Monday, December 27, 2010

Gnocchi...a little bit of work, a whole lot of delicious

This is I guess another edition of the "dinners on a budget variety", but don't be put off by that. I make these all the time, and they are extremely popular chez moi and with fam and friends. Technically, I would say that this is actually a potato dumpling recipe as I don't use the traditional gnocchi roller to give it the classic gnocchi shape, but if you feel so inclined, feel free.

Just a quick note before we get into the recipe: It is easiest to get the dough all ready to go, stuff it into a disposable pastry bag, and then cut the dough with scissors as you squeeze it out directly into the boiling (salted) water (just remember to give each one a little squeeze as you cut it to give it the indentation to hold the sauce), but if you don't have a disposable pastry bag (and are too cheap to invest the $3.25 for ten of them), then it works just as well to put portions of the dough on a floured board, hand roll them into long "snakes" of dough and then cut by hand (really, by knife). That is how I will lay it out in the recipe below, but I prefer the pastry bag method. There are countless ways to serve/sauce the gnocchi once they are cooked, and we'll get into the variations and my favorites post-recipe, just don't think gnocchi covered in red sauce is the limit of these pillows of deliciousness.

Basic Gnocchi Recipe

3 large baking (Idaho) potatoes (about 1 3/4 pounds), scrubbed
1 large egg
1 teaspoon salt
1 tblsp fresh chopped thyme
1/4 teaspoon freshly ground white pepper
Pinch of freshly grated nutmeg
1/4 freshly grated Parmigiano-Reggiano cheese
2 cups unbleached all-purpose flour, or as needed

1)Bake potatoes at 400 degrees until tender. Then, using a kitchen towel to not hurt your hands, peel the potatoes completely.
2)Use a ricer to finely mill potatoes. If you don't have a ricer, mash them with a fork until no lumps remain.
3)Allow potatoes to cool, then form a well with them on your cutting board. Whisk together egg, salt, thyme, pepper and nutmeg. Place egg mixture in center of the well, and work into the potatoes with your hands.
4)Gradually, start adding flour & cheese into the mixture, kneading with your hands. Don't overwork the dough, or the gnocchi will get tougher. About 4 minutes should be plenty. Your hands may get a little messy, but that's part of the fun. Just scrape whatever dough is on your hands back into the dough. Note: you may not need all of the flour, just keep working it in until you have a dough that is no longer sticky to the touch.
5)Flour your work surface, and place dough on board. Flour the top of the dough, and divide into 5-6 portions. Take each portion and gently roll it into a roughly 1/2 inch thick rope (you may need to add flour as you roll to keep the dough from sticking, then cut into gnocchi. Take your thumb and make an indentation in one side of each gnocchi (this helps it hold the sauce) and place on a floured sheet.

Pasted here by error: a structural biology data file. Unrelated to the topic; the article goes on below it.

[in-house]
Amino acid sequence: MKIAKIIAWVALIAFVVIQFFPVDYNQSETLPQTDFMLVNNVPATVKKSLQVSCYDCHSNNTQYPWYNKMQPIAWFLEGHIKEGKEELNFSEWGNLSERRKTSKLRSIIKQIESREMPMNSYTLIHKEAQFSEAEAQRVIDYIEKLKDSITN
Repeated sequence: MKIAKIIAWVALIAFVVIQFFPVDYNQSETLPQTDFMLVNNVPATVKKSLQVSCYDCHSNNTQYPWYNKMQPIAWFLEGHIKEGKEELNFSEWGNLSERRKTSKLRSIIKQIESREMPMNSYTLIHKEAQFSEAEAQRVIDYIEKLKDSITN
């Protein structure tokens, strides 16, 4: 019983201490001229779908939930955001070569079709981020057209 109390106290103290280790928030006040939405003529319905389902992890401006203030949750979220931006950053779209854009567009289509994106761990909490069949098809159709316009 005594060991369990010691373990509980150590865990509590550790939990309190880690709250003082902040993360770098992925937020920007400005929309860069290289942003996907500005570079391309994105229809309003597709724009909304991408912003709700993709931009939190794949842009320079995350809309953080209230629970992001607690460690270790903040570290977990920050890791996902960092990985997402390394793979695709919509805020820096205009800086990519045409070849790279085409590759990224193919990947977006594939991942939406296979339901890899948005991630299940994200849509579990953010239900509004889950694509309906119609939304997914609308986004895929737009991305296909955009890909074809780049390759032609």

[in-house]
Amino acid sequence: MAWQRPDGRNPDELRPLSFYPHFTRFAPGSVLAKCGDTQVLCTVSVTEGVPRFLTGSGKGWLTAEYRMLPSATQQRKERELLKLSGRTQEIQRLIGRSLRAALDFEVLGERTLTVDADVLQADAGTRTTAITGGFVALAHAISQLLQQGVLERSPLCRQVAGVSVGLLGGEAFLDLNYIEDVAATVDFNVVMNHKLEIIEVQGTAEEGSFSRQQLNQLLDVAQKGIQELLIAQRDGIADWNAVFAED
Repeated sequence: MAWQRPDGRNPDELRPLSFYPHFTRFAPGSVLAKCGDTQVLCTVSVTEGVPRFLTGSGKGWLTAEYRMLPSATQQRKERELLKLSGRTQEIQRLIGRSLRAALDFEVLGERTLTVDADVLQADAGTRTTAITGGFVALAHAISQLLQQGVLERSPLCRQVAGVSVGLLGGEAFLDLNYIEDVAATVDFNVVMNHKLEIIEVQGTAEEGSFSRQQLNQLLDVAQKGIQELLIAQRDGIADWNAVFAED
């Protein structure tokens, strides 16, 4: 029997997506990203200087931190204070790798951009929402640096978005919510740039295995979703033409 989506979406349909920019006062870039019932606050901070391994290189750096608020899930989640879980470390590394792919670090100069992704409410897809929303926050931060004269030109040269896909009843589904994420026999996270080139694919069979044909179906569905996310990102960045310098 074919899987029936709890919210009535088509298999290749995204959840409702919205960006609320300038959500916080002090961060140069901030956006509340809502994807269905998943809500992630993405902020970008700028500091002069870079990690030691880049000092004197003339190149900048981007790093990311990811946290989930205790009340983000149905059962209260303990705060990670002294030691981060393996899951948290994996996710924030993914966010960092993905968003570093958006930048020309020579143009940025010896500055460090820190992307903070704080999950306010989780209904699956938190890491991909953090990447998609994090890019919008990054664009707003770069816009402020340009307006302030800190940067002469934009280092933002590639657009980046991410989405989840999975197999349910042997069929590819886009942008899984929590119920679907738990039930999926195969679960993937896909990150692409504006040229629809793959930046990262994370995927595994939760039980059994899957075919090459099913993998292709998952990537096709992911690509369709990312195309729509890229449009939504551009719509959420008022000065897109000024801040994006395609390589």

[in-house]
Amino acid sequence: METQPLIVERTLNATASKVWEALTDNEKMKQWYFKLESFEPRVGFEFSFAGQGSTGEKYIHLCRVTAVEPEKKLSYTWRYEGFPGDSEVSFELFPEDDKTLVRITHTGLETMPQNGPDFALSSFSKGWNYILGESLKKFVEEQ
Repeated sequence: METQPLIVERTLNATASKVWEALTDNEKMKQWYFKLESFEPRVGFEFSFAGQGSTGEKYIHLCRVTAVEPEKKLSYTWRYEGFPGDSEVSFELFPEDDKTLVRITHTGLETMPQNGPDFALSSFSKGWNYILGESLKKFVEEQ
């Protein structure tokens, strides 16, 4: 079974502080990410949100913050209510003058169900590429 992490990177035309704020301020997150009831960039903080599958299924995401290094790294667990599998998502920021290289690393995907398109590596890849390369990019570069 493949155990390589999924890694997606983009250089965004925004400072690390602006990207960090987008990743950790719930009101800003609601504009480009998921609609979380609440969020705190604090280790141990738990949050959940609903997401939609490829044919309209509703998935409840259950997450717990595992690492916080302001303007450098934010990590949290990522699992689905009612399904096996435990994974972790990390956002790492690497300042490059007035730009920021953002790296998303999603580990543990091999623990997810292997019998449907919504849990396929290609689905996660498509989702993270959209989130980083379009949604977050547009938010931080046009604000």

6)To cook the gnocchi, drop into boiling salted water, and cook them for about one minute AFTER they rise to the surface. Gently stir as you do this. Remove with a slotted spoon and drop into ice water as you remove them. After they are cooled, drizzle with olive oil and you can keep them refridgerated until ready to cook.

To serve the gnocchi:

1)Remove from fridge and sit them out for 1/2 hour.
2)Brown some butter in a saute pan (just over medium heat until butter starts to brown and smell sort of like baking bread), and toss gnocchi in a even layer. Brown on both sides and then do one of the following

a)serve as is with the brown butter and some shaved parmesan
b)toss with your favorite (homemade of course) marinara or pesto sauce
c)Reduce 1/2 cup of heavy cream and 3 tblsp white wine by half, add 1/4 cup of gorgonzola, fontina, or gruyere cheese. Stir until cheese is incorporated, then toss in gnocchi
d)Cook some bacon lardons until crispy, add some finely chopped scallion and sage, then toss in gnocchi..................mmmmmmmmmmmmmmmmmmmmmmmmmm

As always, play around with how to sauce the dish. These little pillows of delight are quite versatile. Serve on a bed of spinach, or toss with some pulled roasted chicken and a little jus if you want more of an entree.

PS - for a great variation, add 1/4 cup of good quality ricotta to the gnocchi dough, you will need more flour to make it come together, but it is a great addition.

Noush, I expect reports of how your gnocchi came out by the end of the weekend :)

"The trouble with eating Italian food is that five or six days later, you're hungry again"
---George Miller---

Enjoy, and let me know how the gnocchi come out

No comments:

Post a Comment